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Rodney On the Walk 

It’s all happening!

Wednesday, Mar 14 2007
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Last Friday, March 9, was Rodney Bingenheimer Day in Hollywood, and the honorary Mayor of Hollywood, Johnny Grant, gave the Mayor of the Sunset Strip a star on the Walk of Fame. And some rock & roll angel up in heaven got his wings. And a cowbell.

Rodney was late to the ceremony, of course, arriving in a limo. It was already well past noon, but he thanked everyone for coming out “so early.” Good times.



As he receives his star, Rodney displays his still-impressive pushup technique.
(Photo by Wild Don Lewis)

A uniquely twinkling selection of stars and starlets attended, from Brian Wilson to Henry Rollins, the Bangles and the Donnas, Clem Burke of Blondie, a few rock nymphets with ’70s fashion sense, as well as L.A. rock-radio vets such as KXLU’s Stella Stray Pop and Reverend Dan, not to mention the only man who rivals Rodney as a KROQ institution, Jed the Fish. David Bowie sent a message of good tidings (“Your getting a star is absolutely the high point of the season...”). Phil Spector was nowhere to be found. It was hot and sunny, and the mayor was funny. Seriously. That Mayor Johnny is a hoot and a half. He made a point to remind everyone that he’s the mayor east of the West Hollywood border. A lifelong entertainer, he also bragged that he’d played the Henry Fonda before it was the Henry Fonda. “I’m still jazzzzzzz,” he assured the crowd. (It’s true. He’s very jazz.)

It was a good Friday in L.A. Brian Wilson sat under a large patio-style umbrella, with a fantastic silver almost-pompadour, then disappeared before giving his scheduled speech. Miss Pamela and Michael Des Barres, who is still showing off his glam-bony chest, looked incredibly healthy, and were touchy with each other. (At one point, I saw that Miss Pamela was the unwitting host to a big black bee — on the front of her bright red blouse! Fortunately, it flew off before she even noticed it, and I was relieved of having to make an awkward decision.) Henry Rollins, now a fantastic rock & roll DJ in his own right (on Indie 103 FM), was just a-snappin’ shots of Rodney like a big old fan. Freaky Don Bolles from the Germs was okay too. During the Bangles’ speech, Vicki Peterson said, “If we’d lived anywhere else there’s no way we’d have a chance to get [our first record] on the radio, but luckily for us, we had Rodney on the Roq! It didn’t hurt if you were in a miniskirt and looked like Susanna Hoffs.” Bolles shouted from the crowd, “I tried that. It didn’t work.”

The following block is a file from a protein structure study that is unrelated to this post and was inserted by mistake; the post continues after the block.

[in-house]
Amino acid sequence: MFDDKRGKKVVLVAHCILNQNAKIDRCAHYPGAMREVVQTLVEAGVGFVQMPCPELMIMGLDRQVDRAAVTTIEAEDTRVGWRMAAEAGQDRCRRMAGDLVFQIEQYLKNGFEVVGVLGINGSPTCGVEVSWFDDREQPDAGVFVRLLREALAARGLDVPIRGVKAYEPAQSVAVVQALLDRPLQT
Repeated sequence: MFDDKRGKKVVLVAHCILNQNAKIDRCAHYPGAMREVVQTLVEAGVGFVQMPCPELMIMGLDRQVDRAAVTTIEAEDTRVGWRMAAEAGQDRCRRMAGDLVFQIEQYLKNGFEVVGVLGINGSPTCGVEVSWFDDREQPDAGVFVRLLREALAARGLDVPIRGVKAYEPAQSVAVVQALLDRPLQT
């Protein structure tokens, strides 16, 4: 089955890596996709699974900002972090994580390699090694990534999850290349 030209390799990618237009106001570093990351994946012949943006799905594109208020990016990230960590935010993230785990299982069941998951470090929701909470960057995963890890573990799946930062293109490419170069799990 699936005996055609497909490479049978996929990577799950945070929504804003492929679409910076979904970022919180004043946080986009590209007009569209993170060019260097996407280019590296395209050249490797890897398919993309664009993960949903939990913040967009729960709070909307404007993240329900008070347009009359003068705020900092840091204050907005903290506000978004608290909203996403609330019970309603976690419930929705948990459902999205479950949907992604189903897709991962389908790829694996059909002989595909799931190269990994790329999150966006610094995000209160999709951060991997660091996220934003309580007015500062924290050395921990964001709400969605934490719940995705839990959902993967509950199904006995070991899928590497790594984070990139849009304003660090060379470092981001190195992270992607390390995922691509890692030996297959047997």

Since I was a little girl, Rodney on the Roq was the utterly untouchable yet totally accessible Cool of All Cool. Looking back now, knowing what has happened in the intervening years to FM rock radio, and to rock & roll culture — how it has been emasculated, cruelly stripped of its cool and heart and mystery — I appreciate Rodney’s legacy all the more, even though I no longer listen to his show. (That’s mainly due to a passion for beauty sleep: Rodney’s show is still on Sunday night, midnight to 3 a.m.) With an amazing ear and even more impressive constancy, Rodney built an important wing in the palace of rock & roll radio — and he’s endured its gradual ruination with the patience of a saint. In fact, as much as he’s been recognized, I still think, in some way, he’s underrecognized.

But my appreciation for Rodney is decidedly not personal. It’s purely a radio thing. And so this ceremony was welcome, because those who really know and love him — his sister, for example — stood up to explain the nuances of their tender affection. (This more joyful element was underplayed in the fascinating, rather dark documentary of Rodney’s life, Mayor of the Sunset Strip.)

Rodney’s sister talked about the games they played as children, when Rodney was as young as 7: “We would take turns determining what we would play, and for Rodney, the theme was always the same. Movie stars, television, records and Hollywood. I’m not kidding. We played ‘Hollywood.’ And when we played Hollywood, Rodney played records. So you can say I was his first audience, and his first fan.”

A bit surprisingly, the most eloquent speech of the day was from rocker-actress Pauley Perrette (of NCIS and rock band Lo-Ball). Just when I thought there was nothing more to be said on the subject, she put her finger on exactly what makes Rodney an admirable, even heroic historical figure, love him or not.

“A lot of people spend a lot of their time and energy being unimpressed,” Perrette said. “The most beautiful thing about Rodney is that he just likes stuff.

“The way he loves a band. The way he loves a song. The way he loves his friends. The way he loves a GTO or a diner — that’s the most incredible thing about Rodney.”

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Reach the writer at ksullivan@laweekly.com

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